Honduras’ Gangs Overrun World’s Murder Capital

Honduras’ Gangs Overrun World’s Murder Capital

San Pedro Sula is the second largest city in Honduras and the country’s hub for industry. It also happens to have the highest murder rate in the entire world. In recent years, Honduras, the least developed country in Central America, has become a breeding ground for gang culture, extortion, narcotics trafficking and murder.

According to the United Nations, the murder rate in Honduras came out to an average of 91.6 murders per 100,000 people in 2011. No other country contends with this horrifying statistic. With lawlessness on the streets of Honduras, crowded prisons, a corrupt police force and a government lacking credibility (after the military coup in 2009), there is no mechanism in place to combat gang violence.

A little over a year ago, El Salvador, a country also saturated with gang violence, facilitated a truce between the leaders of warring gangs. The truce was so successful that the murder rate in El Salvador has since been halved. In an attempt to emulate this Latin American neighbor’s success, various players in Honduras, led by Bishop Romulo Emiliani, hope to foster a similar truce between the two biggest gangs in Honduras, MS-13 and Barrio 18.

Expectations are very high. Unfortunately, the chances of success are quite low. Unlike gangs in El Salvador, Honduran ‘maras’ are far less organized and centralized. Fractured cliques are therefore unlikely to heed the orders of their imprisoned leaders. In May 2013, the leaders of MS-13 and Barrio 18 made televised appearances from San Pedro Sula Prison, apologizing to the Honduran people and promising to end the incessant violence between them. The fact that these speeches were made at separate press conferences in separate rooms—for fear of an outbreak of violence—does not inspire much confidence.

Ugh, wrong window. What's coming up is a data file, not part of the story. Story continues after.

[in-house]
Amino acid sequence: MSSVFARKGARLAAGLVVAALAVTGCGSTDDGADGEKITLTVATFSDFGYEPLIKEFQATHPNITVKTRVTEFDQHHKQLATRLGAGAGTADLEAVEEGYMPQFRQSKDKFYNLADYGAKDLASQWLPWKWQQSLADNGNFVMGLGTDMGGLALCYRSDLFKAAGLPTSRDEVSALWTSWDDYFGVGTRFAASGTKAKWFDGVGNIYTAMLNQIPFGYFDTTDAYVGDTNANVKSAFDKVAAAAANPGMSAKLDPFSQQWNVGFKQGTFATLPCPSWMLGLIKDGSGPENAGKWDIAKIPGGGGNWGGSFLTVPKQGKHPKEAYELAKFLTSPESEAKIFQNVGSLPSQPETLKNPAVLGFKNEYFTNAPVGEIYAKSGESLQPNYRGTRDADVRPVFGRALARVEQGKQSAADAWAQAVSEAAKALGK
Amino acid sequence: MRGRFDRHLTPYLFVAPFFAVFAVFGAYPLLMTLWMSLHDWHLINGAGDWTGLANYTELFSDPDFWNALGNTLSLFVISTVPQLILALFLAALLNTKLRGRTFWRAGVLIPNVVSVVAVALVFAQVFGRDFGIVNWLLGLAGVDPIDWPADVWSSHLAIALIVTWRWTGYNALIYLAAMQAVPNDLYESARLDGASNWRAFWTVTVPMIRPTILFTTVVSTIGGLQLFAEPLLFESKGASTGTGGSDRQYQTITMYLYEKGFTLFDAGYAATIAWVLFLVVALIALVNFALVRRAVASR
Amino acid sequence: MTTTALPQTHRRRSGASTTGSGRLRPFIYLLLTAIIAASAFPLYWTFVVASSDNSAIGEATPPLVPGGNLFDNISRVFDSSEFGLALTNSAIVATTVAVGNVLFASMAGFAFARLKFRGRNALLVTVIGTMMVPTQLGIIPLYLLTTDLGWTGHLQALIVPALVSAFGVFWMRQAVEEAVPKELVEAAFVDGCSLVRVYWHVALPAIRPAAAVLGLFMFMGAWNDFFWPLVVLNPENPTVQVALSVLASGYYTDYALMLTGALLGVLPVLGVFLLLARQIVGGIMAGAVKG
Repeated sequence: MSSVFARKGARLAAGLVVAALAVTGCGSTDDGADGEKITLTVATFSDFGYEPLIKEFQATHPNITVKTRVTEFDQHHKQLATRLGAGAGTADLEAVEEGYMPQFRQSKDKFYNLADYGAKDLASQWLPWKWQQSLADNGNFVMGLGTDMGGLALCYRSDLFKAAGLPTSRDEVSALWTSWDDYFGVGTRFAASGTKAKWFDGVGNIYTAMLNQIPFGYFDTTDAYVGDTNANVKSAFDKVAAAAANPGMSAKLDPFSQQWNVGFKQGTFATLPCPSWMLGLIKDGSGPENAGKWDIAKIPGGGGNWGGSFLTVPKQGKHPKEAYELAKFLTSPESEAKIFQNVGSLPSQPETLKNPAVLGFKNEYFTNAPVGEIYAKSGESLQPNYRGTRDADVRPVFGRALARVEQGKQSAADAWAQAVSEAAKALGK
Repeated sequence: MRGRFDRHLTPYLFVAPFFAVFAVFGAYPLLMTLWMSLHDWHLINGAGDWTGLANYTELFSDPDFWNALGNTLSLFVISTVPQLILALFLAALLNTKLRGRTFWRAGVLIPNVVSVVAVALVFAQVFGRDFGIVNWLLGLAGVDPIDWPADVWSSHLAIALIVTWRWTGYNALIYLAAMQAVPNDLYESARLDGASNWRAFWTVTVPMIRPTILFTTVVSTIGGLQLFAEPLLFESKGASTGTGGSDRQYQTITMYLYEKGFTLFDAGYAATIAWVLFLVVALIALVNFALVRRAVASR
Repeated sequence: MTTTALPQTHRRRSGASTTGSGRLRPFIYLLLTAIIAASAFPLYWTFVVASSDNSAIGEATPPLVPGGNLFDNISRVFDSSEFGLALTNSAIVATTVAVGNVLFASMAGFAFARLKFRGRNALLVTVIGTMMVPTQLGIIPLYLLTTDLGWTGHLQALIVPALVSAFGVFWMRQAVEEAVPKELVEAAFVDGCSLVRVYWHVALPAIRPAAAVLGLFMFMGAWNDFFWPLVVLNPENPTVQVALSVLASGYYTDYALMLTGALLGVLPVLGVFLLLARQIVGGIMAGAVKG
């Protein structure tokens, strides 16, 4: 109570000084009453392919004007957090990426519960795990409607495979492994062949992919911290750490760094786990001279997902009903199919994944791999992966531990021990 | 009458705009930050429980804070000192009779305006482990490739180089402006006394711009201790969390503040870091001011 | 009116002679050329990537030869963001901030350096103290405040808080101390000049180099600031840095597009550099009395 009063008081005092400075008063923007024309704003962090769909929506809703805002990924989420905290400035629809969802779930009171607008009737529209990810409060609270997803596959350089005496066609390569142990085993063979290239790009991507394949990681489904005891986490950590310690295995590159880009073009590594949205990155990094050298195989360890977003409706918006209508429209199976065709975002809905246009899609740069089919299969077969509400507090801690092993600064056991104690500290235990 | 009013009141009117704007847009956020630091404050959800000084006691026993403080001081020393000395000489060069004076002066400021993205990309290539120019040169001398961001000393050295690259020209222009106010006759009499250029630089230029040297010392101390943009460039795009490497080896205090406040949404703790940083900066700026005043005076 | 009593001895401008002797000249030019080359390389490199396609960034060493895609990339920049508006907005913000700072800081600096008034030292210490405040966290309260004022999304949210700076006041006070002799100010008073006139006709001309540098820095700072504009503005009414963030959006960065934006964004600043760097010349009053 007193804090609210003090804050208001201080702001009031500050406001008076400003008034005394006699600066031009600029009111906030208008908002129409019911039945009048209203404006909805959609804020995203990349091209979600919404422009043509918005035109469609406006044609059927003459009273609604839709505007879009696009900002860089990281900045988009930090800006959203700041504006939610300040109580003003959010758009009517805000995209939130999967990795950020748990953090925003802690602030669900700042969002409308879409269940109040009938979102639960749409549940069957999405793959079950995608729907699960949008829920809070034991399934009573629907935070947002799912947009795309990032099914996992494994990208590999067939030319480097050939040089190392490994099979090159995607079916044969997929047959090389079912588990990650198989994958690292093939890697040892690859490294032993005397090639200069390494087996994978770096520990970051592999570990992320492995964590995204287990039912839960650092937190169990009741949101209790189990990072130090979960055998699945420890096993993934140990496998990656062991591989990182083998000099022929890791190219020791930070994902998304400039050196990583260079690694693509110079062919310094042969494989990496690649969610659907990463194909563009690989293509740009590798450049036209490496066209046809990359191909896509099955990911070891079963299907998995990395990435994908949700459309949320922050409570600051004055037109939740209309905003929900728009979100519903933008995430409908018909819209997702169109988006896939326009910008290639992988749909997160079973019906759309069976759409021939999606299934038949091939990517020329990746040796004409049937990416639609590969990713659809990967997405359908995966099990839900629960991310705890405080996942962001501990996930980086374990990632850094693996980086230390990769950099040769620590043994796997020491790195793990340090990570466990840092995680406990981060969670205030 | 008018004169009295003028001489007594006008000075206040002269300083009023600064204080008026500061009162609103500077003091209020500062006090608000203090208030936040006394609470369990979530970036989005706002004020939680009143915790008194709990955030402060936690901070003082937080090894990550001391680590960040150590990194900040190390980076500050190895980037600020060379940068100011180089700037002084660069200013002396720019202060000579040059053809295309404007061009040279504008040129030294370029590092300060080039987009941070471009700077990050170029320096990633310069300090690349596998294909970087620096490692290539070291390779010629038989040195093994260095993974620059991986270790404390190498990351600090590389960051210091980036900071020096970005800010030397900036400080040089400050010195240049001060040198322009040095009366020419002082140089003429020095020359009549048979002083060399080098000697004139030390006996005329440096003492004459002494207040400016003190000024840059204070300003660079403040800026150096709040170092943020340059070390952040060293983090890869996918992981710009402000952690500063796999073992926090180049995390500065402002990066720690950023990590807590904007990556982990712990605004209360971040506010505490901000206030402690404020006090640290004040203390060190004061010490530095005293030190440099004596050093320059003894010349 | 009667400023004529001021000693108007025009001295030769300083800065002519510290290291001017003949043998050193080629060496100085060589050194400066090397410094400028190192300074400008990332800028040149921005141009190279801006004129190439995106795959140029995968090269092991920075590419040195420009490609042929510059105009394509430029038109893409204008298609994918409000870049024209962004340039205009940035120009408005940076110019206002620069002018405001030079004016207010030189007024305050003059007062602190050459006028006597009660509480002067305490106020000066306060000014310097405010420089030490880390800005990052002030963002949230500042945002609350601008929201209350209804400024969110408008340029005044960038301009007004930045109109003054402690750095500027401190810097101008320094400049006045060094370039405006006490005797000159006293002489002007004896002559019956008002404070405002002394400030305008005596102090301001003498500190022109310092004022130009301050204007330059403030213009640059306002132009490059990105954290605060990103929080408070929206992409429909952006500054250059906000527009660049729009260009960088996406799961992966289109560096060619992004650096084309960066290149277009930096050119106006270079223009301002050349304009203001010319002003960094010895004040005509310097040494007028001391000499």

In the event that the truce between MS-13 and Barrio 18 does reduce the violence on the streets, will this solve the crisis facing Honduras?

No. A truce, even with the backing of President Porfirio Lobo Sosa and the Catholic Church, does not address the root of the problem. It is no coincidence that the most dangerous and murderous country in Central America also happens to be the one with the worst state infrastructure and governing capabilities. Corruption in the Honduran government is so rife that tackling it has become an ongoing theme in the rhetoric of each candidate running in this year’s presidential elections. With elections due to take place in November, promises to persecute all forms of corruption to the full extent of the law are being made across the board. Again, the cause of corruption is not being addressed, just as that of gang culture is going untreated.

The government faces a multitude of challenges that require urgent attention. Healthcare in Honduras is appalling with hospitals frequently lacking essential medicine and equipment. The education sector, meanwhile, is of a very poor standard with an extremely high primary school dropout rate. Those paid by the government are rarely paid their wages on time or in full. For example, police officers often go months at a time without pay. Extortion goes unpunished every day, creating a threatening atmosphere, which permeates all levels of society.

During the press conference from San Pedro Sula Prison, gang leaders asked for the help of their government in finding employment once their terms have been served. Employment and wages are at the root of corruption and gang criminality. A truce may indeed reduce the frequency of vendettas, just as strict prison terms for corrupt police and government officials may offer immediate improvement. But these measures are too precarious and short-term in nature to have a lasting effect. The government needs to address these two vital issues by, first, reducing the level of unemployment and underemployment and, second, ensuring that people are paid in full and on time.

The Honduran government has a lot of work to do before the economic environment is sufficiently safe for investment from abroad. Policies aimed at improving the education system, opening up employment opportunities and implementing wage payment mechanisms are a good start. Gang violence and corruption are a result of deeply rooted problems that require long-term policies. Until Honduras targets the actual causes of criminality, corruption and gang violence, it will continue to be a hotbed of social and political chaos. If this is the case, then the truce between gangs will be a welcome hiatus but will only last so long.

Categories: Latin America, Security

About Author

Elizabeth Matsangou

Elizabeth works as International Account Manager for an environmental technologies company and has previously worked for a political consultancy company in Westminster and for Intelligence Squared, a forum for live debates. She received a BA in Philosophy, Politics and Economics from the University of Essex and an MSc in International Relations from the London School of Economics.